The draining, exhausting game of…golf? 

GC golfers dispel the relaxed, easy-going narrative surrounding the game 


Slow and steady—two words that describe the sport of golf. 

Those unfamiliar with the game may not expect long and mentally exhausting to also be apt descriptions. 

Insight into the team’s busy schedule and how they juggle the student-athlete lifestyle can give an onlooker a whole new appreciation for the game.   

The team returns to action at the Copperhead Championship in Tampa Oct. 14

“This year we started team practices for the first time in program history,” said Drew Duffie, senior golf team member.  “We work in groups, so we will split up into two groups of four. Then we have individual practices which for most of us is five to six days a week.”   

In addition to weekly practices, the golf team often travels on the weekends to attend two-day tournaments that normally take place Monday and Tuesday. Contradictory to a two-hour basketball or soccer game, a 36 hole game of golf lasts 12 hours without breaks. 

“You’re out there all day without breaks, but coach brings us water and someone will bring us a sack lunch,” Duffie said. 

“I went through 15 bottles of water and four or five bottles of Gatorade that day,” said Alex Wells, red-shirt junior golfer. 

GC golf placed ninth at their most recent tournament in Dahlonega on Oct. 1

To brace themselves for the long day out on the green, the golf team has 6 a.m. practices twice a week where they do ropes and sprints to improve their cardiovascular health. 

“We do intense cardio workouts that way you feel what your body is going to be like when it is tired,” Wells said.

Mental strength is equally as important as cardiovascular strength when out on the golf course for 12 hours.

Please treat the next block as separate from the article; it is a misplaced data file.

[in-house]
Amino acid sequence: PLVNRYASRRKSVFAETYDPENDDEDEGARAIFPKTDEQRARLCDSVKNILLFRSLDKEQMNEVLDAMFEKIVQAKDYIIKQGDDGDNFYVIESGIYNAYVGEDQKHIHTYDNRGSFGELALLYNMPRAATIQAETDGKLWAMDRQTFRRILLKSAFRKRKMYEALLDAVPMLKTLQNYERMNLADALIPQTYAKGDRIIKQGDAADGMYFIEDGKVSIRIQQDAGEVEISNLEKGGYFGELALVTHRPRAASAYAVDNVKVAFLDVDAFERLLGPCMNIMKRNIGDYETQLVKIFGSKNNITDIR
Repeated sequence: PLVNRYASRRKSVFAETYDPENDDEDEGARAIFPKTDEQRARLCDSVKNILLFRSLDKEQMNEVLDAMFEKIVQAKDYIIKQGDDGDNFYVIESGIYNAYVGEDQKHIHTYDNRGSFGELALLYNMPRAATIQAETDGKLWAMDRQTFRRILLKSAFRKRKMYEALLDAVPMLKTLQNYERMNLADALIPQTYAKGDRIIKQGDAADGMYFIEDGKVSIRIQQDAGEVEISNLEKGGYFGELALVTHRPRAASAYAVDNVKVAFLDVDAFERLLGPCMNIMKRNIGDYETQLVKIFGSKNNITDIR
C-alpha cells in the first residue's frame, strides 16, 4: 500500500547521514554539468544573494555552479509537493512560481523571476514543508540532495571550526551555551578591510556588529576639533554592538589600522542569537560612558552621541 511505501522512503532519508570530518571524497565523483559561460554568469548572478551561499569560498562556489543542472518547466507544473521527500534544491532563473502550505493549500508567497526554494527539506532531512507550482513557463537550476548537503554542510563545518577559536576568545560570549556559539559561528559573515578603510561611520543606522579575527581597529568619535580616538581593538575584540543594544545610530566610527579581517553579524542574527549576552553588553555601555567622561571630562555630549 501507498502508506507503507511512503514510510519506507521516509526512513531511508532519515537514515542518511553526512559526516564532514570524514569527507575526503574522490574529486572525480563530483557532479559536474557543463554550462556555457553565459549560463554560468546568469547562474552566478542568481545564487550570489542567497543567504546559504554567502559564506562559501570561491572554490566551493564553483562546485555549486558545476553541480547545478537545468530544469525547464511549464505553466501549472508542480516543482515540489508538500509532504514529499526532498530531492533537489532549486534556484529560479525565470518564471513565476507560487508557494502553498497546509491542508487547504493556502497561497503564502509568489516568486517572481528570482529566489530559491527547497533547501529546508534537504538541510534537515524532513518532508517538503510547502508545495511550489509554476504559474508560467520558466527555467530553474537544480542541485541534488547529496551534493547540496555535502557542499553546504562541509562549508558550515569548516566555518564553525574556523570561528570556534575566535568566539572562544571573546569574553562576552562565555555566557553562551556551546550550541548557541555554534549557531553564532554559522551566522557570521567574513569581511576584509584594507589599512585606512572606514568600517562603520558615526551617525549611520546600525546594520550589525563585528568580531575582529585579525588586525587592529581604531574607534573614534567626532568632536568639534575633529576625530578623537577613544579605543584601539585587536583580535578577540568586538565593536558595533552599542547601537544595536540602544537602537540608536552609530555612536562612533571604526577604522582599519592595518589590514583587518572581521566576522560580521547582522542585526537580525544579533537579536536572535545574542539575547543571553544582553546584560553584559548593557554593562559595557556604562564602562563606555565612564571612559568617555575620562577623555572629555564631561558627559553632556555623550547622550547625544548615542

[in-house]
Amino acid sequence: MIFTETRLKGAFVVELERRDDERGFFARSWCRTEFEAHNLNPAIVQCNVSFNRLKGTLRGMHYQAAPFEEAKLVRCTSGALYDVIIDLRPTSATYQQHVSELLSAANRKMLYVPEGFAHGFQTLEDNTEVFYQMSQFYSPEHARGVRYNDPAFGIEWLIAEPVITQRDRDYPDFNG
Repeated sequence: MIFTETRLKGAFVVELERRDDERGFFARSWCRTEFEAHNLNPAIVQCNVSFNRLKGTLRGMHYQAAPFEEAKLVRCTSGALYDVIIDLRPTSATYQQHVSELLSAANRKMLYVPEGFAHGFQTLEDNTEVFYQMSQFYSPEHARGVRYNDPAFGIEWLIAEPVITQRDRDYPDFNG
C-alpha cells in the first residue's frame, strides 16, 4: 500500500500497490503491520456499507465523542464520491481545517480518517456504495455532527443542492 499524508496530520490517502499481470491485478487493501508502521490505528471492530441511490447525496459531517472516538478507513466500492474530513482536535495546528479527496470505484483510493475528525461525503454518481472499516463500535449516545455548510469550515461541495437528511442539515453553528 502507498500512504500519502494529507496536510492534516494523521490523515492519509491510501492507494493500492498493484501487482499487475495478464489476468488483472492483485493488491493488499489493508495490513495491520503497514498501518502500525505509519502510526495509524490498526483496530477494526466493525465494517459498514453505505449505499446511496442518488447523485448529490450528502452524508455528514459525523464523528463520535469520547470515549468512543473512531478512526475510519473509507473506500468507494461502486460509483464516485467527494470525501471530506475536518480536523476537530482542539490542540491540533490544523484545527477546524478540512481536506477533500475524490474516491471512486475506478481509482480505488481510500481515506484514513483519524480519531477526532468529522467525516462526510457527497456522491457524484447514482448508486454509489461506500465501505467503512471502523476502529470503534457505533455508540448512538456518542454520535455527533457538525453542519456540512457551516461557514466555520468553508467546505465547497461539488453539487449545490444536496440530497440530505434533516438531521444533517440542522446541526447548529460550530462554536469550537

“Golf is mentally draining because it is a really long game so you have to be patient when you realize that you’re tired in order to think correctly,” Wells said. 

Since the team travels for tournaments and practices multiple times a day, where does school fit in?

“You just have to balance it more in the season,” Duffie said. “It is hard to practice as much as we would like because we are traveling so we have three or four days to get all our school work done.” 

For the golf team, time management is key in order to balance the roles of an athlete and a student and, if they are lucky, a normal human being with a social life. 

“It is important for me to be able to get away, and I’ll practice really hard so having friends outside of the team and doing other things helps me not kill my brain,” Duffie said. 

When Duffie and Wells are out on the course, they are not just playing a game of golf. They are building new friendships with golfers from all around the world. 

“It is cool because in our division we meet a lot of foreigners,” Duffie said. “That is the cool thing about golf— we are out there for 12 hours and get to build these relationships with guys from other teams and learn about their country and culture.”